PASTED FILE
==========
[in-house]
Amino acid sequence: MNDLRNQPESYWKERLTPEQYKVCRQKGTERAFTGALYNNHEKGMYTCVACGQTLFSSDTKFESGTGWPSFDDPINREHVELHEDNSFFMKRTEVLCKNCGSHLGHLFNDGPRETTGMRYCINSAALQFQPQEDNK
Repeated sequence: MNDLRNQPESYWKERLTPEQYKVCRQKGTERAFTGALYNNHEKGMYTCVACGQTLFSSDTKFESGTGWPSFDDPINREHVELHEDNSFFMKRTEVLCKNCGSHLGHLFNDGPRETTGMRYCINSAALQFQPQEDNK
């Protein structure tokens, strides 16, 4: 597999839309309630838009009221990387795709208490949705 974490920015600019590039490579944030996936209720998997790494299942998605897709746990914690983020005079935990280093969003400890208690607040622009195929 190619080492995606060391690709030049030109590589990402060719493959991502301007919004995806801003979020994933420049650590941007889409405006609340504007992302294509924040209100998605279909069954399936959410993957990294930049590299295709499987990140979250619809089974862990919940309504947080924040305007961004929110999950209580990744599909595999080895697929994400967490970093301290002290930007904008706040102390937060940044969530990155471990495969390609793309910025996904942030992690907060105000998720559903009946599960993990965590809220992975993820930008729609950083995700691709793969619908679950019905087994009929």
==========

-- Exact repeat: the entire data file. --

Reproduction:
[in-house]
Amino acid sequence: MNDLRNQPESYWKERLTPEQYKVCRQKGTERAFTGALYNNHEKGMYTCVACGQTLFSSDTKFESGTGWPSFDDPINREHVELHEDNSFFMKRTEVLCKNCGSHLGHLFNDGPRETTGMRYCINSAALQFQPQEDNK
Repeated sequence: MNDLRNQPESYWKERLTPEQYKVCRQKGTERAFTGALYNNHEKGMYTCVACGQTLFSSDTKFESGTGWPSFDDPINREHVELHEDNSFFMKRTEVLCKNCGSHLGHLFNDGPRETTGMRYCINSAALQFQPQEDNK
């Protein structure tokens, strides 16, 4: 597999839309309630838009009221990387795709208490949705 974490920015600019590039490579944030996936209720998997790494299942998605897709746990914690983020005079935990280093969003400890208690607040622009195929 190619080492995606060391690709030049030109590589990402060719493959991502301007919004995806801003979020994933420049650590941007889409405006609340504007992302294509924040209100998605279909069954399936959410993957990294930049590299295709499987990140979250619809089974862990919940309504947080924040305007961004929110999950209580990744599909595999080895697929994400967490970093301290002290930007904008706040102390937060940044969530990155471990495969390609793309910025996904942030992690907060105000998720559903009946599960993990965590809220992975993820930008729609950083995700691709793969619908679950019905087994009929």